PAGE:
02   jQuery("#pre-process").submit(function(){
03     jQuery.post(
04       jQuery(this).attr('action'),
05       jQuery(this).serialize(),
06       function(data){
07         jQuery().colorbox({html: data});
08       }
09     );
10    return false;
11  });
12 }});

If you test your form now you will see that it submits via Ajax now. If you fill all of your fields in you will see the “Ajax Form Submission via Colorbox Successful!” message. If you do not fill in some of the required fields then you sill see the Ajax display that you need to fill in some more fields.

Ah! Did you notice? The form submits via Ajax and shows the results – but if the required fields were not filled in, the next submission goes back to the old HTTP request method. Grrr! We will need to perform one more tweak in order to get it to work correctly.

We are going to create another function and use the onComplete callback once again. Replace the old JavaScript with the following final JavaScript:

01 jQuery(function(){
02   jQuery('.cbox-form').colorbox({maxWidth: '75%', onComplete: function(){
03     cbox_submit();
04   }});
05 });
07 //submit ajax form continually if needed
08 function cbox_submit()
09 {
10   jQuery("#pre-process").submit(function(){
11     jQuery.post(
12       jQuery(this).attr('action'),
13       jQuery(this).serialize(),
14       function(data){
15         jQuery().colorbox({html: data, onComplete: function(){
16           cbox_submit();
17         }});
18       }
19     );
20     return false;
21   });
22 }// cbox_submit

Alright! Now we have a fully functioning Ajax form that works inside Colorbox.

By Rz Rasel Posted in jQuery

Rich-Text Editing in Mozilla


Mozilla 1.3 introduces an implementation of Microsoft® Internet Explorer’s designMode feature. The rich-text editing support in Mozilla 1.3 supports the designMode feature which turns HTML documents into rich-text editors. Starting in Firefox 3, Mozilla also supports Internet Explorer’s contentEditable attribute which allows any element to become editable or non-editable (the latter for when preventing change to fixed elements in an editable environment).

Setting Up Rich-Text Editing

Rich-text editing is initialized by setting the designMode property of a document to “On”, such as the document inside an iframe. Once designMode has been set to “On”, the document becomes a rich-text editing area and the user can type into it as if it were a textarea. The most basic keyboard commands such as copy and paste are available, all others need to be implemented by the website.

Similarly, setting contentEditable to “true” allows you to make individual elements of a document editable.

Executing Commands

When an HTML document has been switched to designMode, the document object exposes the execCommand method which allows one to run commands to manipulate the contents of the editable region. Most commands affect the document’s selection (bold, italics, etc), while others insert new elements (adding a link) or affect an entire line (indenting). When using contentEditable, calling execCommand will affect the currently active editable element.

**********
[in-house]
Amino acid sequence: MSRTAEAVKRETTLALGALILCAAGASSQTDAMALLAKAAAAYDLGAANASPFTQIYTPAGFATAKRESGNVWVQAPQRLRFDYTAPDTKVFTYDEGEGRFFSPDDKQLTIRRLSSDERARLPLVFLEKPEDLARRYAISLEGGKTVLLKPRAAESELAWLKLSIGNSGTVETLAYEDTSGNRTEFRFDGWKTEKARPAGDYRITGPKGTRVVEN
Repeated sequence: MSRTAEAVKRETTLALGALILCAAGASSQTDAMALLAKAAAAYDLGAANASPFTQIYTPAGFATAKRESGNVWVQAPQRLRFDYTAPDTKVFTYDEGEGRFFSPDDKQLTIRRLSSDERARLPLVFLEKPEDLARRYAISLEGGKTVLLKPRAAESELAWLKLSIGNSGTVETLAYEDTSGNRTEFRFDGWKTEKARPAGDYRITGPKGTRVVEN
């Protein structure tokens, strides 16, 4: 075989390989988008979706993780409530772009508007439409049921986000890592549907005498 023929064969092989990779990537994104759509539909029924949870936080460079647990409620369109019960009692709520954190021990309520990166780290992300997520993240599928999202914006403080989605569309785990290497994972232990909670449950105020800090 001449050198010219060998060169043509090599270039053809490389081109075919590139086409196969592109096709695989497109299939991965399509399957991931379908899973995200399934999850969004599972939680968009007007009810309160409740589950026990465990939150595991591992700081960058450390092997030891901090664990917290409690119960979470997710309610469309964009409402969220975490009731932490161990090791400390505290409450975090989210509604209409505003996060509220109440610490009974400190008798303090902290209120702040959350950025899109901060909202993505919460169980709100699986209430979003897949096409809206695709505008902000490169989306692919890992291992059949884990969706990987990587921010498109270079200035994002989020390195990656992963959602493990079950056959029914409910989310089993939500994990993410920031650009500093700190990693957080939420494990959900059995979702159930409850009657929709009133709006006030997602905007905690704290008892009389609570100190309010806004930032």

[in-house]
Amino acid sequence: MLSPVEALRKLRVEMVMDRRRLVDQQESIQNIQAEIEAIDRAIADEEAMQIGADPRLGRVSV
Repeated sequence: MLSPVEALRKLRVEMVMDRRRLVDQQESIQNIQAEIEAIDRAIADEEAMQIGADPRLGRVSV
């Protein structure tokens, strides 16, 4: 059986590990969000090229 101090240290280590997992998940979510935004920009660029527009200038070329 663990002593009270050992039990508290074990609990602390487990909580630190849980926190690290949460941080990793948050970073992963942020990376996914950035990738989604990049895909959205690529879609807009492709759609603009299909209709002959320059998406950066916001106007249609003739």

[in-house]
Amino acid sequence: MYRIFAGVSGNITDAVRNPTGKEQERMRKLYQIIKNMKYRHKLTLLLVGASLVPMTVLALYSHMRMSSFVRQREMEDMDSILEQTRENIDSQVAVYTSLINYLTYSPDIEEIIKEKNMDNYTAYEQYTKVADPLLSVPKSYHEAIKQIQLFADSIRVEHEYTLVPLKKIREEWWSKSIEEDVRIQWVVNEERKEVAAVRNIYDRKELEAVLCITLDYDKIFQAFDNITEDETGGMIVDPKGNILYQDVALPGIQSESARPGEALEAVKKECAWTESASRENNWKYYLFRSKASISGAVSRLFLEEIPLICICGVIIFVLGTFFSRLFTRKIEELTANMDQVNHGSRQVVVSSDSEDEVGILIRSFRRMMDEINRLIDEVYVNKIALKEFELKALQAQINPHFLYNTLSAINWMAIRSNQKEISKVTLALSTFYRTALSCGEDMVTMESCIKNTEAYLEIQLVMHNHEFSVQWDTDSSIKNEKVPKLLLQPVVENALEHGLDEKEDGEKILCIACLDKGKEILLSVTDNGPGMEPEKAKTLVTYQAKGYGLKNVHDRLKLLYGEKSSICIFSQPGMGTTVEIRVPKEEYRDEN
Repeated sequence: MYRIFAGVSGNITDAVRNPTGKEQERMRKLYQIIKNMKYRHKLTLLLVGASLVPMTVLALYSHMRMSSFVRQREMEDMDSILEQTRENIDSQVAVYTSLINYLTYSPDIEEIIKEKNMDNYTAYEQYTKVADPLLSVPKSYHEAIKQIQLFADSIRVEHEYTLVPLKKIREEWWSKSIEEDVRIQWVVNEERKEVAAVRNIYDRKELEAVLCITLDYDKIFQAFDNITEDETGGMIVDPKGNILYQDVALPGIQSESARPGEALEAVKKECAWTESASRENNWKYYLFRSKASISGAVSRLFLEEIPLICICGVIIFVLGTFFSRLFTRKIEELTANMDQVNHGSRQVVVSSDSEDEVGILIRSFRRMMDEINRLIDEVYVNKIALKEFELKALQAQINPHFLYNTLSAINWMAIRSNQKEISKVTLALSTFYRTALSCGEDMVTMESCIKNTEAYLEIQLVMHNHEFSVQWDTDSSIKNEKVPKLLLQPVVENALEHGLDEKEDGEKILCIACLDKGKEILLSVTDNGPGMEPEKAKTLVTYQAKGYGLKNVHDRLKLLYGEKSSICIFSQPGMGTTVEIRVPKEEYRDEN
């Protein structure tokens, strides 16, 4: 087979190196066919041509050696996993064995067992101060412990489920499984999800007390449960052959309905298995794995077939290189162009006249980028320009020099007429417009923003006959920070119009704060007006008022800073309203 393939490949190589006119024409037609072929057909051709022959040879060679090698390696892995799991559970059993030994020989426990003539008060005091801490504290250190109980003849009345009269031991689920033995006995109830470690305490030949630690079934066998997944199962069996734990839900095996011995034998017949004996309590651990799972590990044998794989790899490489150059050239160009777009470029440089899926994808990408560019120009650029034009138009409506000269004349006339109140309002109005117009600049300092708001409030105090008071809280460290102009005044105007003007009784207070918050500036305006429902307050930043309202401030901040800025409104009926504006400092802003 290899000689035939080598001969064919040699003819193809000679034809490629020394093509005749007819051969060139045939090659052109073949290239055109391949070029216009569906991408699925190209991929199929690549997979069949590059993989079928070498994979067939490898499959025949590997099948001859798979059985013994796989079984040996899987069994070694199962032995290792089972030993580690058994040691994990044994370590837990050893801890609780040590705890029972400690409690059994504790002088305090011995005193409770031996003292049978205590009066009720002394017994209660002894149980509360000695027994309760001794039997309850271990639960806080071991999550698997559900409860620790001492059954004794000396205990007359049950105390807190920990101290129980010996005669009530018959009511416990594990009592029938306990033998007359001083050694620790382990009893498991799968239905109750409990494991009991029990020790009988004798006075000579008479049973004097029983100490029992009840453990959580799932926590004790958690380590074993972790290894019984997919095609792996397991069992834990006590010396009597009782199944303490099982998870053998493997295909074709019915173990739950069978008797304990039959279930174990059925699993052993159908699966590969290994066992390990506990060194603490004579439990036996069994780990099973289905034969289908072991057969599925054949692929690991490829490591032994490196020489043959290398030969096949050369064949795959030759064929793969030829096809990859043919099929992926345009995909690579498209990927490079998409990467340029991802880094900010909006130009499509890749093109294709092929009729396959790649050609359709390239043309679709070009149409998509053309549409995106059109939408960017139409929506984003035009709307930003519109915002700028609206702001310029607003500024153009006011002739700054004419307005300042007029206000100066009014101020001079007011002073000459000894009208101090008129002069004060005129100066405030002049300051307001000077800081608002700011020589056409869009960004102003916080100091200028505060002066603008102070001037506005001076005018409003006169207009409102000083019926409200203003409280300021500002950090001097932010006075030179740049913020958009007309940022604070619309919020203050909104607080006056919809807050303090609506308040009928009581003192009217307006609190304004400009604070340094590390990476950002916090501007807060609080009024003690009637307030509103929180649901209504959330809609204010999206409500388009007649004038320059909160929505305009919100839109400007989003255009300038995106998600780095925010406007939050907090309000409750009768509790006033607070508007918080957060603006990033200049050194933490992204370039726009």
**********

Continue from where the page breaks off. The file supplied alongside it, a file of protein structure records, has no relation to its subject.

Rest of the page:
execCommand(String aCommandName, Boolean aShowDefaultUI, String aValueArgument)


String aCommandName
the name of the command
Boolean aShowDefaultUI
whether the default user interface should be shown. This is not implemented in Mozilla.
String aValueArgument
some commands (such as insertimage) require an extra value argument (the image’s url). Pass an argument of null if no argument is needed.


Changes the document background color. In styleWithCss mode, it affects the background color of the containing block instead. This requires a color value string to be passed in as a value argument. (Internet Explorer uses this to set text background color.)
Toggles bold on/off for the selection or at the insertion point. (Internet Explorer uses the STRONG tag instead of B.)
Makes the content document either read-only or editable. This requires a boolean true/false to be passed in as a value argument. (Not supported by Internet Explorer.)
Copies the current selection to the clipboard. Clipboard capability must be enabled in the user.js preference file. See
Creates an anchor link from the selection, only if there is a selection. This requires the HREF URI string to be passed in as a value argument. The URI must contain at least a single character, which may be a white space. (Internet Explorer will create a link with a null URI value.)
Cuts the current selection and copies it to the clipboard. Clipboard capability must be enabled in the user.js preference file. See
Adds a SMALL tag around the selection or at the insertion point. (Not supported by Internet Explorer.)
Deletes the current selection.
Enables or disables the table row and column insertion and deletion controls. (Not supported by Internet Explorer.)
Enables or disables the resize handles on images and other resizable objects. (Not supported by Internet Explorer.)
Changes the font name for the selection or at the insertion point. This requires a font name string (“Arial” for example) to be passed in as a value argument.
Changes the font size for the selection or at the insertion point. This requires an HTML font size (1-7) to be passed in as a value argument.